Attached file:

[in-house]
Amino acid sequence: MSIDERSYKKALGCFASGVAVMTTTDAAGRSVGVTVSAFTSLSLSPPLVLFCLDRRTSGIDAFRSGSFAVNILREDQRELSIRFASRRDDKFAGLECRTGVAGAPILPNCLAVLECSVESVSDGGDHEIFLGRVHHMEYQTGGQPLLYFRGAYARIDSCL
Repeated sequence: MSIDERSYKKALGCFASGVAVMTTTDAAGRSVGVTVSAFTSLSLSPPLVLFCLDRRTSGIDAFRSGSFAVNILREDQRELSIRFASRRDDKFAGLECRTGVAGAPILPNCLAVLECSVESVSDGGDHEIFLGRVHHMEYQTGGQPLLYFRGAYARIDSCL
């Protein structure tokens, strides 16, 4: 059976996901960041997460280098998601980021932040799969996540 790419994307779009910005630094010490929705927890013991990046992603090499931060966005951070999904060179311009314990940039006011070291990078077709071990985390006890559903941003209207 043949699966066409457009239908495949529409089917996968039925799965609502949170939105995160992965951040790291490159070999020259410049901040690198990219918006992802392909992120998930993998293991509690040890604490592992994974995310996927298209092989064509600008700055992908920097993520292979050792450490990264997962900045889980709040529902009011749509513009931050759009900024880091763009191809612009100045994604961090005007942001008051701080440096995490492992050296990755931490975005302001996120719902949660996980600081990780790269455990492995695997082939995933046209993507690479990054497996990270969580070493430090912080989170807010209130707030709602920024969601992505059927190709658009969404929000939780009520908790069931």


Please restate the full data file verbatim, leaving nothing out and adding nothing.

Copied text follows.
[in-house]
Amino acid sequence: MSIDERSYKKALGCFASGVAVMTTTDAAGRSVGVTVSAFTSLSLSPPLVLFCLDRRTSGIDAFRSGSFAVNILREDQRELSIRFASRRDDKFAGLECRTGVAGAPILPNCLAVLECSVESVSDGGDHEIFLGRVHHMEYQTGGQPLLYFRGAYARIDSCL
Repeated sequence: MSIDERSYKKALGCFASGVAVMTTTDAAGRSVGVTVSAFTSLSLSPPLVLFCLDRRTSGIDAFRSGSFAVNILREDQRELSIRFASRRDDKFAGLECRTGVAGAPILPNCLAVLECSVESVSDGGDHEIFLGRVHHMEYQTGGQPLLYFRGAYARIDSCL
């Protein structure tokens, strides 16, 4: 059976996901960041997460280098998601980021932040799969996540 790419994307779009910005630094010490929705927890013991990046992603090499931060966005951070999904060179311009314990940039006011070291990078077709071990985390006890559903941003209207 043949699966066409457009239908495949529409089917996968039925799965609502949170939105995160992965951040790291490159070999020259410049901040690198990219918006992802392909992120998930993998293991509690040890604490592992994974995310996927298209092989064509600008700055992908920097993520292979050792450490990264997962900045889980709040529902009011749509513009931050759009900024880091763009191809612009100045994604961090005007942001008051701080440096995490492992050296990755931490975005302001996120719902949660996980600081990780790269455990492995695997082939995933046209993507690479990054497996990270969580070493430090912080989170807010209130707030709602920024969601992505059927190709658009969404929000939780009520908790069931």